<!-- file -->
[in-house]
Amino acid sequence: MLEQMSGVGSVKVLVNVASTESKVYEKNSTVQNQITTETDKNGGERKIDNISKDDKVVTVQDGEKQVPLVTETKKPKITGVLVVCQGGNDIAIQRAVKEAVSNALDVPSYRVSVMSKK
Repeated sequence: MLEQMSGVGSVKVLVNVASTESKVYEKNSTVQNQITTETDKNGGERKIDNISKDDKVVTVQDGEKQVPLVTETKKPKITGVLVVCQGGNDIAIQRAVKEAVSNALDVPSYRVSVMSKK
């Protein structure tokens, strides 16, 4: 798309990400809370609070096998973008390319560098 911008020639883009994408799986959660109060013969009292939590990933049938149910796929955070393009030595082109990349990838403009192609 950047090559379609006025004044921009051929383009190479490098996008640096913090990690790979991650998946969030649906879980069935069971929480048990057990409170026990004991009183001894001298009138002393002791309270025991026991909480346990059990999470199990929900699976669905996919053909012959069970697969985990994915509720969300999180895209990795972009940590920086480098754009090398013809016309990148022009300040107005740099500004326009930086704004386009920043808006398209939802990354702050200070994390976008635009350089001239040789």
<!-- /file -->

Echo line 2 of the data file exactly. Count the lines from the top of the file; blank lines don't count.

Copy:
Amino acid sequence: MLEQMSGVGSVKVLVNVASTESKVYEKNSTVQNQITTETDKNGGERKIDNISKDDKVVTVQDGEKQVPLVTETKKPKITGVLVVCQGGNDIAIQRAVKEAVSNALDVPSYRVSVMSKK